New Model North Caucasus: Kremlin Tries New Approach in Ingushetia
The rich history of law enforcement in the family of Ingushetia’s new head, Makhmud-Ali Kalimatov, contains some hints as to the Kremlin’s new political logic on the North Caucasus. What’s important is that the heightened influence of the Chechen leadership in other parts of the North Caucasus does not figure in the interests of the security services, though when the previous head Yunus-Bek Yevkurov resigned, there was much talk of that growing influence: specifically, that relations between Yevkurov and Chechen leader Ramzan Kadyrov had been strained.
Russia’s southern republic of Ingushetia, which has since last fall been going through one of the most turbulent periods in its post-Soviet history, can hardly be described as a typical Russian region. Accordingly, there is no point in scanning the recent change of the republic’s head for a model that the Kremlin could apply every time in the event of mass protests against the regional authorities, such as Ingushetia has seen in recent months. The replacement of the once-popular Yunus-Bek Yevkurov with the little-known Makhmud-Ali Kalimatov could, however, reveal a lot about Moscow’s new policy in the North Caucasus.
Those who followed Yevkurov in the first years of his work as the head of Ingushetia could surely not have foreseen such a dismal end to his career in the region. He was appointed head of Ingushetia in the fall of 2008, when the most pressing challenge facing the republic was reestablishing basic security there. If in the 1990s the main source of instability was Ingushetia’s proximity to war-torn Chechnya, in the 2000s it was local radical groups that were gaining strength in the region.
Not for the first time in the North Caucasus, the situation was made worse by disproportionate responses by the security services, with young men whose involvement with armed jihadis was at the very least unproven finding themselves targeted. This created tension even within the section of Ingush society that did not support the extremists in any way. The previous head of the region, Murat Zyazikov, was clearly not capable of stopping the spiraling violence.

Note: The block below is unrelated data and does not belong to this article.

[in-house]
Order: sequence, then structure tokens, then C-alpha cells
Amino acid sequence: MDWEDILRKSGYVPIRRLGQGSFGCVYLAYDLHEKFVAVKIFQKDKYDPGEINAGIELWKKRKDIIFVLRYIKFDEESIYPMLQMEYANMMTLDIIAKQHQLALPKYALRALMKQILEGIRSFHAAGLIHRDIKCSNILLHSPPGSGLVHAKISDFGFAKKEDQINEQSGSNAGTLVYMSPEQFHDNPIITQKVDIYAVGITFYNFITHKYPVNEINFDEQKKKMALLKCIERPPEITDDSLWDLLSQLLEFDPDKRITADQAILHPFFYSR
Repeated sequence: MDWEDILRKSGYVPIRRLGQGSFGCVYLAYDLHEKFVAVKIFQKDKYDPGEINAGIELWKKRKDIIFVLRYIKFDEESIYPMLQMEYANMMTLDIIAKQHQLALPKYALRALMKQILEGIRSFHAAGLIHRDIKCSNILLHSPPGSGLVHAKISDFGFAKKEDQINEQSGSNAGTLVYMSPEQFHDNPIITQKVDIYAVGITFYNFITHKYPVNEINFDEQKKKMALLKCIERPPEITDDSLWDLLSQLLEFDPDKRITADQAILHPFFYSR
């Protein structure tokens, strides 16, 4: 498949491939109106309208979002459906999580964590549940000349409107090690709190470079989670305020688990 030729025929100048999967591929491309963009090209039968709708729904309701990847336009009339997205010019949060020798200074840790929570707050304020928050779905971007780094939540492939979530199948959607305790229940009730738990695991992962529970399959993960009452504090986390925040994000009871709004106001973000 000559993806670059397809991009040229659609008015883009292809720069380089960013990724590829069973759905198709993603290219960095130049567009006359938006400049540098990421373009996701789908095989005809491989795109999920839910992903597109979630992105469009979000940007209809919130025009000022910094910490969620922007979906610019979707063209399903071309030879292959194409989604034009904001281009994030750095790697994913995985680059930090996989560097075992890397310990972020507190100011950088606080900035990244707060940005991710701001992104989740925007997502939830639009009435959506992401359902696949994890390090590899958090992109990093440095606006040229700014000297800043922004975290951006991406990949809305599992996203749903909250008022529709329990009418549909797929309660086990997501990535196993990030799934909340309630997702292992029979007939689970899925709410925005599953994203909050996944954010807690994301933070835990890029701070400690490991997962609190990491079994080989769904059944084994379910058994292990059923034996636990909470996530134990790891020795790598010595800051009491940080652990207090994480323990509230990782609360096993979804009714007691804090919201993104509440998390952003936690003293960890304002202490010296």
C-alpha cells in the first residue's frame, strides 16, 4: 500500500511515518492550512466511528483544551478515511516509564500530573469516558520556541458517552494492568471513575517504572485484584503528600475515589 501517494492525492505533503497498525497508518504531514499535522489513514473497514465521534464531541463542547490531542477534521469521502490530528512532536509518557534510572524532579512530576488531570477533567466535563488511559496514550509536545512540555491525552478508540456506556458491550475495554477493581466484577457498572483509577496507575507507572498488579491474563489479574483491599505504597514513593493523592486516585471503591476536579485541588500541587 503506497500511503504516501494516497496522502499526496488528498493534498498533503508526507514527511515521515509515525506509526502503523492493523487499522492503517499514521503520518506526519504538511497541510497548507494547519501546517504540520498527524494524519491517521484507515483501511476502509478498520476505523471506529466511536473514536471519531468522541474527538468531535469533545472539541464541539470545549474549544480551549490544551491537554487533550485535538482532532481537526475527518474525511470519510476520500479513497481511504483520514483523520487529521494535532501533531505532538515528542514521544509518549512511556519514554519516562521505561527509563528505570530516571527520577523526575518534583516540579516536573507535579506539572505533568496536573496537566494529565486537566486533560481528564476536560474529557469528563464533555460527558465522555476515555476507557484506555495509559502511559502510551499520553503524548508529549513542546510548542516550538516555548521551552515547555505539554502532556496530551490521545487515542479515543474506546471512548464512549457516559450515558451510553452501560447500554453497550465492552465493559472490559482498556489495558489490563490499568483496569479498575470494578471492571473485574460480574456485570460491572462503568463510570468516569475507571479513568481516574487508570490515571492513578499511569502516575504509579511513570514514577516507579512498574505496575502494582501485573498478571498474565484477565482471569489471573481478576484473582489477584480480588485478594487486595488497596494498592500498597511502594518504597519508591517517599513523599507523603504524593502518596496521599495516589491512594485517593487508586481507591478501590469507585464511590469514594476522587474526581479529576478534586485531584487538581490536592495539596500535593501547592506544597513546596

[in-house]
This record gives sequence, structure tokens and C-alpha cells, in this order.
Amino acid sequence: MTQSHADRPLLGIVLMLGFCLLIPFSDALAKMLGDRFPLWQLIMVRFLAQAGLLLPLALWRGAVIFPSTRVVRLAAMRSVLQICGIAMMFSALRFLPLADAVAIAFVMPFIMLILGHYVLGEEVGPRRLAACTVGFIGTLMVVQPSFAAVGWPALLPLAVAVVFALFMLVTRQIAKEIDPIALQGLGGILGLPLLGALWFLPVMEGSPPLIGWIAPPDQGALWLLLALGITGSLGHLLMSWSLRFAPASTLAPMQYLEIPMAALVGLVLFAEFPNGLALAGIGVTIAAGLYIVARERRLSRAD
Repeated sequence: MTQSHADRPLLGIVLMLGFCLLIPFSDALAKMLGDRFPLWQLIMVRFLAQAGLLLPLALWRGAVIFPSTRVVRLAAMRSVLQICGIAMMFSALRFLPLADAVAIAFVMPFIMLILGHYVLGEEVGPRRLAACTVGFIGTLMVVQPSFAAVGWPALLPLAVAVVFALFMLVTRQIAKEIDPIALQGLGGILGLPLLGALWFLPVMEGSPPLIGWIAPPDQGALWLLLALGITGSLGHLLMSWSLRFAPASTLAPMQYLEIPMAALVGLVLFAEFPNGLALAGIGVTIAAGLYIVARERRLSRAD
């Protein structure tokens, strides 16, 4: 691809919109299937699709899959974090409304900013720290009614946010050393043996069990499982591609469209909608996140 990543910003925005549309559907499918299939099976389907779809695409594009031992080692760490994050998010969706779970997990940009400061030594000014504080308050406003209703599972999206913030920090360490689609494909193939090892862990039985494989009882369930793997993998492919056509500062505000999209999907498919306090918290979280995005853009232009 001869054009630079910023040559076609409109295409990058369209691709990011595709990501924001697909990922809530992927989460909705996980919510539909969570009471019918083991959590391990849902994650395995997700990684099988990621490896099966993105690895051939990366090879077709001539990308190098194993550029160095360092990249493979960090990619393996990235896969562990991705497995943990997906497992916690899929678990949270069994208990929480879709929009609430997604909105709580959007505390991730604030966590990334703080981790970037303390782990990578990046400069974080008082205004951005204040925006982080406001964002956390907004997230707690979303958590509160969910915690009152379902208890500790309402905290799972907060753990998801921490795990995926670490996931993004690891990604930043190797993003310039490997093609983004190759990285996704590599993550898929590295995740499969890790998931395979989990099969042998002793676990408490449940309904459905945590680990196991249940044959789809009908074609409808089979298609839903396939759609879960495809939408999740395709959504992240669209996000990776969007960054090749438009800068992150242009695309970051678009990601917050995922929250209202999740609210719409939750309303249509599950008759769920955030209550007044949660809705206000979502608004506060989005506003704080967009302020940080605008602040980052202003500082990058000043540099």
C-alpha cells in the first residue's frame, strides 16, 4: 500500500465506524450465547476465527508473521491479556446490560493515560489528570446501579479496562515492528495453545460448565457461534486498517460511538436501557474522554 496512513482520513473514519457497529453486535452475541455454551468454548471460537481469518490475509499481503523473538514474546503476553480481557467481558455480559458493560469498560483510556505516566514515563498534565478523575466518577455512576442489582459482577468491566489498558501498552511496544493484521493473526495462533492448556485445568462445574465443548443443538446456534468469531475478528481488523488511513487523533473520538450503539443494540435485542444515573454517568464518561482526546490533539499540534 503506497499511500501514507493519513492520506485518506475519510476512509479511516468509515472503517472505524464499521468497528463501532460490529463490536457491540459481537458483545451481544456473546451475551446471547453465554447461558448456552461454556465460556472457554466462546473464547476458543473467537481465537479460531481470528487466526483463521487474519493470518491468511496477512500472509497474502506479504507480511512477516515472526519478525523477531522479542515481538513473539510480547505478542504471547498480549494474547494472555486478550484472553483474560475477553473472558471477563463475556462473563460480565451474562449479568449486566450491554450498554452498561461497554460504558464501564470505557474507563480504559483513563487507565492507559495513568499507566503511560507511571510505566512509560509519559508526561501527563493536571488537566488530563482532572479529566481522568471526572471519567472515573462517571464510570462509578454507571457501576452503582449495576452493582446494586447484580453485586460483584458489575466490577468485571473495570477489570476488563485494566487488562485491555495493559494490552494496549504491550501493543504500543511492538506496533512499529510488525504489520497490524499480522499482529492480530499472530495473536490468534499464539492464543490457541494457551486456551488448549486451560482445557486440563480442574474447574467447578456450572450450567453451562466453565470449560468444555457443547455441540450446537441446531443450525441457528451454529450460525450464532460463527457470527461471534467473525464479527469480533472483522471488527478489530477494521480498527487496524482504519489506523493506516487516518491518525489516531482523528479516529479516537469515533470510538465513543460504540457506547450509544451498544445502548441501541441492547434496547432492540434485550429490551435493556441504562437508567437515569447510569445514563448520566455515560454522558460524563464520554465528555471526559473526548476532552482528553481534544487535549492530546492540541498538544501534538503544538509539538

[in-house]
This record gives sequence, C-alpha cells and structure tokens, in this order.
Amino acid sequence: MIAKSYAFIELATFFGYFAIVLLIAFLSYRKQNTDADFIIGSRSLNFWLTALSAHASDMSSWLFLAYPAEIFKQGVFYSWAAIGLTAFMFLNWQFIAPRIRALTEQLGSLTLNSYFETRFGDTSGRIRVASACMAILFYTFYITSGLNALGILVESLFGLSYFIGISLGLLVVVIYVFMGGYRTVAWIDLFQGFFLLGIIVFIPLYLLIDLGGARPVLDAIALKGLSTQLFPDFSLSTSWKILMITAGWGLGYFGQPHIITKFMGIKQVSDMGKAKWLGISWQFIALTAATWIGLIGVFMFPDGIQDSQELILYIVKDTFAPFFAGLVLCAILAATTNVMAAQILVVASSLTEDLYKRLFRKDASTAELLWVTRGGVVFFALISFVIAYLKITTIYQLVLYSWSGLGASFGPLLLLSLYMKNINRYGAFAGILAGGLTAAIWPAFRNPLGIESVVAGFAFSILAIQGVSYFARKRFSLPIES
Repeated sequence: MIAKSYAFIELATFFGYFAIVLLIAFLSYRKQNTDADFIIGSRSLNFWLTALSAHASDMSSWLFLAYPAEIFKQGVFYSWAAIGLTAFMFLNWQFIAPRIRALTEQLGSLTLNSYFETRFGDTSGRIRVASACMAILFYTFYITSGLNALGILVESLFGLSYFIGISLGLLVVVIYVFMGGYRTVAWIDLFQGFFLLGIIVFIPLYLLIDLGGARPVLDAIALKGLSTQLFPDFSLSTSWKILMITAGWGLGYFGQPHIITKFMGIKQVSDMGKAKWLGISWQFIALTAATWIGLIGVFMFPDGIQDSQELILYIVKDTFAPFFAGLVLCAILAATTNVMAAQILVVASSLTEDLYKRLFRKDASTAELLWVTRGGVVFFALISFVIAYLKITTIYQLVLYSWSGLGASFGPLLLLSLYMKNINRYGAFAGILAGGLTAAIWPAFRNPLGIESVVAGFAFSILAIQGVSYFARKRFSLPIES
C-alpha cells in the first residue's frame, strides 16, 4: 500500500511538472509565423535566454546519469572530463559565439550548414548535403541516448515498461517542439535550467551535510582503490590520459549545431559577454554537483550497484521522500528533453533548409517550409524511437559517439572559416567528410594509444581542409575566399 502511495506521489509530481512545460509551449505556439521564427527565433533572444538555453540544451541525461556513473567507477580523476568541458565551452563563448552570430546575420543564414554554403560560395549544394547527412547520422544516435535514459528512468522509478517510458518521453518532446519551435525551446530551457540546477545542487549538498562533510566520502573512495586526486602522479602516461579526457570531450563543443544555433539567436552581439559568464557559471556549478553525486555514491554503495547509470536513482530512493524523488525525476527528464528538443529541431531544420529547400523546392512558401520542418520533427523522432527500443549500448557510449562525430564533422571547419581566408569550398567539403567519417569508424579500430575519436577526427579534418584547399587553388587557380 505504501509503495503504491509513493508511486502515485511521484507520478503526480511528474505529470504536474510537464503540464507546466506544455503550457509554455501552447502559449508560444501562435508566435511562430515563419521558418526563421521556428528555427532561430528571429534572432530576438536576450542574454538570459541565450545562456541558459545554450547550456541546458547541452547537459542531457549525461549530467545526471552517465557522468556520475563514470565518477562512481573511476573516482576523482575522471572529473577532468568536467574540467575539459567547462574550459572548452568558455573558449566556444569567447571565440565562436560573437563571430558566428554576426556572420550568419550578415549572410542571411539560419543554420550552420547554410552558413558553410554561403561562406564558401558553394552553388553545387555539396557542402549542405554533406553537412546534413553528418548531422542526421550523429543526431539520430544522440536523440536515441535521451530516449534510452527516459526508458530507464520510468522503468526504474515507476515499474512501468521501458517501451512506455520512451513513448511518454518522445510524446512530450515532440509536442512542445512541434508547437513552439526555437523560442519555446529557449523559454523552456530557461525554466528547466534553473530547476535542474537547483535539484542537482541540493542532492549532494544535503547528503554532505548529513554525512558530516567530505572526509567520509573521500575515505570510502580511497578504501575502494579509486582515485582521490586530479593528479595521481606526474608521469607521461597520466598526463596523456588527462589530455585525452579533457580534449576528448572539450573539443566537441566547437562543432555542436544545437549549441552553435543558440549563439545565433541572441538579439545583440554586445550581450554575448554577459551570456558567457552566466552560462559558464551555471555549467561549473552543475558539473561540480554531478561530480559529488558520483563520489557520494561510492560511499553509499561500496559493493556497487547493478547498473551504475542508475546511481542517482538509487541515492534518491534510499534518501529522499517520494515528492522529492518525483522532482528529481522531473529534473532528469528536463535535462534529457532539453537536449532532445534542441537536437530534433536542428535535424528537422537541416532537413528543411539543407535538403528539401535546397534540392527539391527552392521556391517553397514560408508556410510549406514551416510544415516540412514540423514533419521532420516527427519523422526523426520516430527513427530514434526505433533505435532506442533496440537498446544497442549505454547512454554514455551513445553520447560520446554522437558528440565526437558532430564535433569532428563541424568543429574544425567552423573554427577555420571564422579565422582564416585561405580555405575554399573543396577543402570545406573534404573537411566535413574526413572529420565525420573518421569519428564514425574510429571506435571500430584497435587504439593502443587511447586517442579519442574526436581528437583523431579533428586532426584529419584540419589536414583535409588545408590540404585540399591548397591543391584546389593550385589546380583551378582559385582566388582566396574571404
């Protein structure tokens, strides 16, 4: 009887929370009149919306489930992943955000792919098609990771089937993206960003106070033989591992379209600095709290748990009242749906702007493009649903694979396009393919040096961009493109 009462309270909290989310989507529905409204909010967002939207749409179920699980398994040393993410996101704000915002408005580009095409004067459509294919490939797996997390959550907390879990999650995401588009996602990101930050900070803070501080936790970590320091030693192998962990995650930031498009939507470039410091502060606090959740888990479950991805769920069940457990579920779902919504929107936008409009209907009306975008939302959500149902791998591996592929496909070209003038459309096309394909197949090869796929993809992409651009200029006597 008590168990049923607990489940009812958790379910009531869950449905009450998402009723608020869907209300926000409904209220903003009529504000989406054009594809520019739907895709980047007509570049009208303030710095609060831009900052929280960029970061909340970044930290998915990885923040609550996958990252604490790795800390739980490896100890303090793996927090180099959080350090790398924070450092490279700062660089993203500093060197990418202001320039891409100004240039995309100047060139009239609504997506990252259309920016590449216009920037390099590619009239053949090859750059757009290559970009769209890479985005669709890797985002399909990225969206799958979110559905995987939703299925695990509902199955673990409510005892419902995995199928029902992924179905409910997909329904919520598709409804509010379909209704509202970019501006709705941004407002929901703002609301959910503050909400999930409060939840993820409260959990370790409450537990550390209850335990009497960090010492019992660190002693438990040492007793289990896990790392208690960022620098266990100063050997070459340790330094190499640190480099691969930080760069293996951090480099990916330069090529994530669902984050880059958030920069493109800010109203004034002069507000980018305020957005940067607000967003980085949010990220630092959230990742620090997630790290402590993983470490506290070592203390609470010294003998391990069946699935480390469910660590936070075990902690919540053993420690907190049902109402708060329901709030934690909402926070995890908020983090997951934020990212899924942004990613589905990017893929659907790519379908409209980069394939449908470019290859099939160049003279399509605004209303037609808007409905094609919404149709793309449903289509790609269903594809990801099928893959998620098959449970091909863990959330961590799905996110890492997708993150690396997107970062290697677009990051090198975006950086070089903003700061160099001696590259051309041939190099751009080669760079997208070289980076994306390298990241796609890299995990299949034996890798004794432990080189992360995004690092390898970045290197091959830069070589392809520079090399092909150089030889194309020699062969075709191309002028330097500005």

Following his appointment, Yevkurov launched himself into trying to resolve every conflict personally. Under his active patronage, a commission began work on helping those who had decided to quit armed groups to adapt back into society. If they had no blood on their hands and had expressed remorse, they were helped to return to civilian life. Yevkurov also personally looked into many complaints by local residents about the actions of security service operatives and officials at various levels. Contrasted with the hands-off approach of the region’s former leadership, this could not fail to win Yevkurov supporters in Ingushetia.
So how did this auspicious beginning end in such a dramatic fall from grace, and in his inability to quell the protests that broke out in the republic in 2018?
One reason was that same hands-on approach that had once made Yevkurov so popular. His personal involvement in resolving even the most local of conflicts meant that after eleven years of his leadership, there were a lot of people who were unhappy with various decisions taken by Yevkurov.
Following an assassination attempt on Yevkurov in 2009 and his subsequent absence from political life for several months, cracks began to show in his team, with several high-ranking officials suspected of seeking to take control of the region for themselves. Despite staffing experiments and regular reshuffles by Yevkurov, the conflicts within the regional power structure did not stop, and nor did the corruption scandals, some of which involved relatives of Yevkurov.